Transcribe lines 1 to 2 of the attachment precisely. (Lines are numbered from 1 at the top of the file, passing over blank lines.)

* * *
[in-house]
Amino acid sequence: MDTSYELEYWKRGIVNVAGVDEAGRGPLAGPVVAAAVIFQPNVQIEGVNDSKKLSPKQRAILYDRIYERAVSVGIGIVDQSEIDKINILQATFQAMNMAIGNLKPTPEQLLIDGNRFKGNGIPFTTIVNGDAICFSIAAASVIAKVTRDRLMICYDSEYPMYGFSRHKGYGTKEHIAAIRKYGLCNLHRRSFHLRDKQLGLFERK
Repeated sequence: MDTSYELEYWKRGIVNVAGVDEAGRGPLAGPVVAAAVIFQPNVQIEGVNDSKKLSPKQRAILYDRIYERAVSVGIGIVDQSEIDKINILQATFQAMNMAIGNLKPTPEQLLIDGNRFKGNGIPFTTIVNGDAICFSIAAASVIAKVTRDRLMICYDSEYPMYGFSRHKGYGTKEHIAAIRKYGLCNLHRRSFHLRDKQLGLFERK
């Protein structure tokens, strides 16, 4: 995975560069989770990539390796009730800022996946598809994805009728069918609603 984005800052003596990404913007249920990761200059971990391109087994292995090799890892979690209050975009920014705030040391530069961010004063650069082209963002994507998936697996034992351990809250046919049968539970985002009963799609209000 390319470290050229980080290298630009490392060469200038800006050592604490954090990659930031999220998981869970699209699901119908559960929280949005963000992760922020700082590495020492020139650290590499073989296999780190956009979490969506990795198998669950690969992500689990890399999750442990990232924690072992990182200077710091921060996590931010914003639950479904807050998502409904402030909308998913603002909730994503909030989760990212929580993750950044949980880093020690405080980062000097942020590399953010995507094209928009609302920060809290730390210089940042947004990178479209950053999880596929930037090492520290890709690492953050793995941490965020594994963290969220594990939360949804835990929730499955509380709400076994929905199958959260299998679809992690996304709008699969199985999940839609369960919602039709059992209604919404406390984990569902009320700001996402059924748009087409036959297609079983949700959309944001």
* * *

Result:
[in-house]
Amino acid sequence: MDTSYELEYWKRGIVNVAGVDEAGRGPLAGPVVAAAVIFQPNVQIEGVNDSKKLSPKQRAILYDRIYERAVSVGIGIVDQSEIDKINILQATFQAMNMAIGNLKPTPEQLLIDGNRFKGNGIPFTTIVNGDAICFSIAAASVIAKVTRDRLMICYDSEYPMYGFSRHKGYGTKEHIAAIRKYGLCNLHRRSFHLRDKQLGLFERK